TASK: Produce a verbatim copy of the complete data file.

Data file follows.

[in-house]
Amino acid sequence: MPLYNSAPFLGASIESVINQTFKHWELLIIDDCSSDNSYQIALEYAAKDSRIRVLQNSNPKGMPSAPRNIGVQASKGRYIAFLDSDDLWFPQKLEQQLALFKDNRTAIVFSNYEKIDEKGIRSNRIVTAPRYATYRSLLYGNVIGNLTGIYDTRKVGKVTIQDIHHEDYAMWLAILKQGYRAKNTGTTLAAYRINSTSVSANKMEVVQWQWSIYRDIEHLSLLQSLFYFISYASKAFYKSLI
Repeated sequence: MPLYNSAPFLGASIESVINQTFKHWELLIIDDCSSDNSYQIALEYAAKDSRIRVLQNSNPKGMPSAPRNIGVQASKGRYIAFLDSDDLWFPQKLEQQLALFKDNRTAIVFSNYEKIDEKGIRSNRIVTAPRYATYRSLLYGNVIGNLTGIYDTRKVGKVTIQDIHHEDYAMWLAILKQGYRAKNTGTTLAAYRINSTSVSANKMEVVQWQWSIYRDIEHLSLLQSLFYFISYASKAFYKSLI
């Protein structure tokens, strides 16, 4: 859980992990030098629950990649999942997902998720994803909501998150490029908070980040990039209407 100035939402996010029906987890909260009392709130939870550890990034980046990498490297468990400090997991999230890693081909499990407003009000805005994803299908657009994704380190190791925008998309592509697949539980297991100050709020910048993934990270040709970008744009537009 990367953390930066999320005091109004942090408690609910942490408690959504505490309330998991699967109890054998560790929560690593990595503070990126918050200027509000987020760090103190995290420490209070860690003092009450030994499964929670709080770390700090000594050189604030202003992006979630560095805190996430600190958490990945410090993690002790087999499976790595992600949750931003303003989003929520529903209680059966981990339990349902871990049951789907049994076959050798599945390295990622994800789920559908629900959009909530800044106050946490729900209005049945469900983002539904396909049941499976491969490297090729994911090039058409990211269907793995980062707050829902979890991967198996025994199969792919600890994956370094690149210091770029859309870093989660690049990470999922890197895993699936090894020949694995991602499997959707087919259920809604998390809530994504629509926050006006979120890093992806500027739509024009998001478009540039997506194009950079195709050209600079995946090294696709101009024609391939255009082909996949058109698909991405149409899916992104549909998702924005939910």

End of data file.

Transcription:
[in-house]
Amino acid sequence: MPLYNSAPFLGASIESVINQTFKHWELLIIDDCSSDNSYQIALEYAAKDSRIRVLQNSNPKGMPSAPRNIGVQASKGRYIAFLDSDDLWFPQKLEQQLALFKDNRTAIVFSNYEKIDEKGIRSNRIVTAPRYATYRSLLYGNVIGNLTGIYDTRKVGKVTIQDIHHEDYAMWLAILKQGYRAKNTGTTLAAYRINSTSVSANKMEVVQWQWSIYRDIEHLSLLQSLFYFISYASKAFYKSLI
Repeated sequence: MPLYNSAPFLGASIESVINQTFKHWELLIIDDCSSDNSYQIALEYAAKDSRIRVLQNSNPKGMPSAPRNIGVQASKGRYIAFLDSDDLWFPQKLEQQLALFKDNRTAIVFSNYEKIDEKGIRSNRIVTAPRYATYRSLLYGNVIGNLTGIYDTRKVGKVTIQDIHHEDYAMWLAILKQGYRAKNTGTTLAAYRINSTSVSANKMEVVQWQWSIYRDIEHLSLLQSLFYFISYASKAFYKSLI
């Protein structure tokens, strides 16, 4: 859980992990030098629950990649999942997902998720994803909501998150490029908070980040990039209407 100035939402996010029906987890909260009392709130939870550890990034980046990498490297468990400090997991999230890693081909499990407003009000805005994803299908657009994704380190190791925008998309592509697949539980297991100050709020910048993934990270040709970008744009537009 990367953390930066999320005091109004942090408690609910942490408690959504505490309330998991699967109890054998560790929560690593990595503070990126918050200027509000987020760090103190995290420490209070860690003092009450030994499964929670709080770390700090000594050189604030202003992006979630560095805190996430600190958490990945410090993690002790087999499976790595992600949750931003303003989003929520529903209680059966981990339990349902871990049951789907049994076959050798599945390295990622994800789920559908629900959009909530800044106050946490729900209005049945469900983002539904396909049941499976491969490297090729994911090039058409990211269907793995980062707050829902979890991967198996025994199969792919600890994956370094690149210091770029859309870093989660690049990470999922890197895993699936090894020949694995991602499997959707087919259920809604998390809530994504629509926050006006979120890093992806500027739509024009998001478009540039997506194009950079195709050209600079995946090294696709101009024609391939255009082909996949058109698909991405149409899916992104549909998702924005939910």